12/15/59 : trades 3 players to CIN for Johnny Temple
04/12/60 : trades recently acquired Norm Cash to DET for Steve Demeter
04/17/60 : trades fan favorite Rocky Colavito to DET for Harvey Kuenn
The two notables are Colavito and Cash. All-Star and fan favorite Colavito was in his prime, and Cash was turned around before even seeing an inning of play in a Cleveland uniform. Trader Frank sent them to division rival Detroit, where they would become major cogs in the superb Tiger teams of the 1960s. Over the next four seasons, they combined for 263 homeruns and 38.4WAR. The players Lane got in return? Demeter managed five plate appearances in 1960 for a -.01WAR before disappearing from the major leagues, while Harvey Kuenn managed 2.4WAR in 1960 and then was sent packing to San Francisco. The Cleveland Indians wouldn't finish as high as 2nd until the 1995 season.
*Minoso was a favorite trade piece of Lane's. He traded for him while running CHW in '51, traded for him again in '57, then away in '59.
Notable players traded: Roger Maris, Enos Slaughter, Red Schoendienst, Early Wynn, Jim Busby
Notable players acquired: Nellie Fox, and too many too list--getting tired of listing names
And one for good measure: Lane's trigger finger didn't merely extend to the players. While with CLE, he traded manager Joe Gordon to DET for manager Jimmy Dykes. Just imagine how many trades the man would have made if he had the luxury of cell phones, emails, and twitters.
McKeon's tenure as a GM wasn't as long as Lane's, nor did he seem to trade with the same level of reckless abandon. But he didn't leave many rocks unturned either.
San Diego Padres : 1980-90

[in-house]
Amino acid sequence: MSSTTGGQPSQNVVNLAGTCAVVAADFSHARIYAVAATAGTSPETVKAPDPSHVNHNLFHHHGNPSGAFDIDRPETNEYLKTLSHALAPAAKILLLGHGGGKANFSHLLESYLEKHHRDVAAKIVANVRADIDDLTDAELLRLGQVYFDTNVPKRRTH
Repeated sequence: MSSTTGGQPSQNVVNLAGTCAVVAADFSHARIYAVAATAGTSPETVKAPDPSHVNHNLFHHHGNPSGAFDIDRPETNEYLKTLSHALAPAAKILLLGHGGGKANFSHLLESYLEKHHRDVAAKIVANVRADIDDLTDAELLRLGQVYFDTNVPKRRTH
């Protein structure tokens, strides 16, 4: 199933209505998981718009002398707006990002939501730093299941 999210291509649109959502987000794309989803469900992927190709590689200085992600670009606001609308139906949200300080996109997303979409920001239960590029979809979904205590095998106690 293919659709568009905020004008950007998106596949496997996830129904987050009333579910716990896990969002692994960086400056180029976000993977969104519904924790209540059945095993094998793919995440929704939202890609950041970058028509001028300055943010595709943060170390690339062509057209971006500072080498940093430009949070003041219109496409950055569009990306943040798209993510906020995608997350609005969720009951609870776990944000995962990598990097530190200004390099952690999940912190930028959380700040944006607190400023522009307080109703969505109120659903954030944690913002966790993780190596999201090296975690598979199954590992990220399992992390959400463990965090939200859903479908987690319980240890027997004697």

Where Trader Jack failed in the sheer number of transactions, he made up for it in convolution. He loved the multiple player deals. He wanted to turn over as much of the roster as possible in as short a time as possible. Granted, the Padres were awful before he took over baseball operations. In their eleven year history before McKeon's arrival, the franchise posted a record of 719-1052 (.406%) including four 100-loss seasons. Some shaking up was certainly warranted, but good gravy!
Notable players traded: Rollie Fingers, Gene Tenace, Ozzie Smith, Ozzie Guillen, Luis Salazar, Mitch Williams, Kevin Mitchell, Craig Lefferts, Storm Davis, Goose Gossage, John Kruk, Luis Salazar, Carlos Baerga, Sandy Alomar, Jr.
* italics = Hall of Famer
Notable players acquired: Graig Nettles, Kevin Brown, Joe Carter, and most of the players listed above.
Trader Jack made at least eleven transactions involving five or more players, including an eleven player trade with St. Louis right off the bat in 1980 as well as a handful of seven players trades. At least the players could carpool to their new homes. It should also be noted that the monster deal between San Diego and Toronto, where Joe Carter and Roberto Alomar were exchanged for Tony Fernandez and Fred McGriff occurred in 1991, the year after McKeon stepped down to be field manager. More than likely, this trade was the handiwork of Trader Jack rather than successor Joe McIlvaine, kind of like the Medvedev/Putin relationship over there in Russia.
Trader Frank was certainly the most dynamic of the two, but given ten more years and the increased pressures brought on by escalating free agency dollars, 'ol Trader Jack could've made a run at him. If the two had coexisted, they likely would've been fast friends, smoking big cigars in small hot tubs like men of means and leisure should.